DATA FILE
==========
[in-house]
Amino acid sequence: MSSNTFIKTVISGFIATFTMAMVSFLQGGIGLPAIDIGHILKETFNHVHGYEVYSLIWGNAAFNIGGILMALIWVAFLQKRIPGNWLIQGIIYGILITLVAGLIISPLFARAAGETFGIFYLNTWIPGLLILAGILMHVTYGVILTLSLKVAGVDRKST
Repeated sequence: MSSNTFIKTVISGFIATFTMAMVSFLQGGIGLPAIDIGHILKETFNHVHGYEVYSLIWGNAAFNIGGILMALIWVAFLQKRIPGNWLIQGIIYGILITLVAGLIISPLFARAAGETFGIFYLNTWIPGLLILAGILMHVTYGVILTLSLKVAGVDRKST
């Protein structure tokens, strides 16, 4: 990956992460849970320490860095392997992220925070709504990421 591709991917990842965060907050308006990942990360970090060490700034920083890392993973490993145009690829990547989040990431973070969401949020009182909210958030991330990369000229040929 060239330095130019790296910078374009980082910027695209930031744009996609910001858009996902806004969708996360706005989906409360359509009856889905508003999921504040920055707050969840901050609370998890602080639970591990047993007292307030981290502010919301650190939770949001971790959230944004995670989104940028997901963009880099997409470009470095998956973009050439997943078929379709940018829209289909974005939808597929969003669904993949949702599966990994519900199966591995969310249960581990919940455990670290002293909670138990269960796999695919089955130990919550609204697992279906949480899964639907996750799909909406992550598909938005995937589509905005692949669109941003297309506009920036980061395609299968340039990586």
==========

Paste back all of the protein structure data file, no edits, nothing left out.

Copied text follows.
[in-house]
Amino acid sequence: MSSNTFIKTVISGFIATFTMAMVSFLQGGIGLPAIDIGHILKETFNHVHGYEVYSLIWGNAAFNIGGILMALIWVAFLQKRIPGNWLIQGIIYGILITLVAGLIISPLFARAAGETFGIFYLNTWIPGLLILAGILMHVTYGVILTLSLKVAGVDRKST
Repeated sequence: MSSNTFIKTVISGFIATFTMAMVSFLQGGIGLPAIDIGHILKETFNHVHGYEVYSLIWGNAAFNIGGILMALIWVAFLQKRIPGNWLIQGIIYGILITLVAGLIISPLFARAAGETFGIFYLNTWIPGLLILAGILMHVTYGVILTLSLKVAGVDRKST
């Protein structure tokens, strides 16, 4: 990956992460849970320490860095392997992220925070709504990421 591709991917990842965060907050308006990942990360970090060490700034920083890392993973490993145009690829990547989040990431973070969401949020009182909210958030991330990369000229040929 060239330095130019790296910078374009980082910027695209930031744009996609910001858009996902806004969708996360706005989906409360359509009856889905508003999921504040920055707050969840901050609370998890602080639970591990047993007292307030981290502010919301650190939770949001971790959230944004995670989104940028997901963009880099997409470009470095998956973009050439997943078929379709940018829209289909974005939808597929969003669904993949949702599966990994519900199966591995969310249960581990919940455990670290002293909670138990269960796999695919089955130990919550609204697992279906949480899964639907996750799909909406992550598909938005995937589509905005692949669109941003297309506009920036980061395609299968340039990586």